Diversification Drives American Structurepoint's Success
American Structurepoint Inc. has been a mainstay of ENR Midwest’s Top Design Firms ranking, and this year the firm has been named Design Firm of the Year.
Founded in 1966, the more than 400-employee, Indianapolis-based engineering and architectural firm has consistently held its position in the top 15 of ENR Midwest’s Top Design Firms ranking since 2010. The firm jumped two spots to No. 13 this year with $82.27 million in revenue in 2017, up from $74.36 million the previous year. The privately held firm’s steady growth comes from its commitment to expanding services and meeting clients’ needs, whether it be in ASI’s traditional area of expertise in transportation engineering or its expanding architecture practice— which includes delivering corporate campuses for Indiana’s burgeoning tech sector and work at the state’s biggest universities—or structural engineering, landscape or other civil services.
“You look at the 51-year history at the firm, and you’ll see that it’s pretty good, solid, straight up [with] the right growth, with very, very few down years ... and I think the diversification is what’s driven that” says Greg Henneke, senior executive vice president and partner at the firm. “The only thing I would add then, are there differences? [With regard to architecture], I would say in the past 10 years [there] has been an initiative where we’ve said, if we’re going to do something, we want to be one of the best at it. We’ve really ramped up our efforts to compete, to be one of the best architects in the state—along with being the best transportation engineer in the state.”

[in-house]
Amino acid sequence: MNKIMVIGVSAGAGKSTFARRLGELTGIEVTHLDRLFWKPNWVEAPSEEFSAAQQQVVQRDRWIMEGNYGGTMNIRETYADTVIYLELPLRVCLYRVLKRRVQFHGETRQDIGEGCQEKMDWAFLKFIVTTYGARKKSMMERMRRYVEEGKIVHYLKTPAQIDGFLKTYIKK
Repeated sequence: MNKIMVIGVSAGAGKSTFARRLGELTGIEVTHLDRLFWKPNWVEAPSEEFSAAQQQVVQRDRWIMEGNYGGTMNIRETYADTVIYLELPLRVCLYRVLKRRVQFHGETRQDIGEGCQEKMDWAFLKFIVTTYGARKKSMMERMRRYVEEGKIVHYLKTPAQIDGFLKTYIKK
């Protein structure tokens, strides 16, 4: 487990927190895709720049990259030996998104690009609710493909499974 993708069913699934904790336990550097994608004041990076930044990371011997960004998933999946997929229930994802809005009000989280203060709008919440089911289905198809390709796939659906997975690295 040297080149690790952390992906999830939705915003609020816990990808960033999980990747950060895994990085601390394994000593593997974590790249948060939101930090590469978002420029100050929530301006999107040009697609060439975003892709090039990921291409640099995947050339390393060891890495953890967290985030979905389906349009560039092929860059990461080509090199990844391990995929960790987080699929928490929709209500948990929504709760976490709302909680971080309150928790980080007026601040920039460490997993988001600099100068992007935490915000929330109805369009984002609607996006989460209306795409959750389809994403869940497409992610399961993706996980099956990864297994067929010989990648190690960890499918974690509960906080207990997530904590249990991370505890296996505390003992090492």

Architect for Tech
That diversification has allowed the firm to bid on and win projects that other firms can’t deliver in-house. For example, American Structurepoint (ASI) is the architect, structural engineer, civil engineer, interior designer and landscape architect on the 40,880-sq-ft, $13.7-million Custom Electronic Design and Installation Association (CEDIA) headquarters in Fishers, Ind. The association’s headquarters building and campus broke ground in November 2017, and when completed by design-build general contractor Meyer Najem this fall, the group will move from a crowded and outdated space in Indianapolis.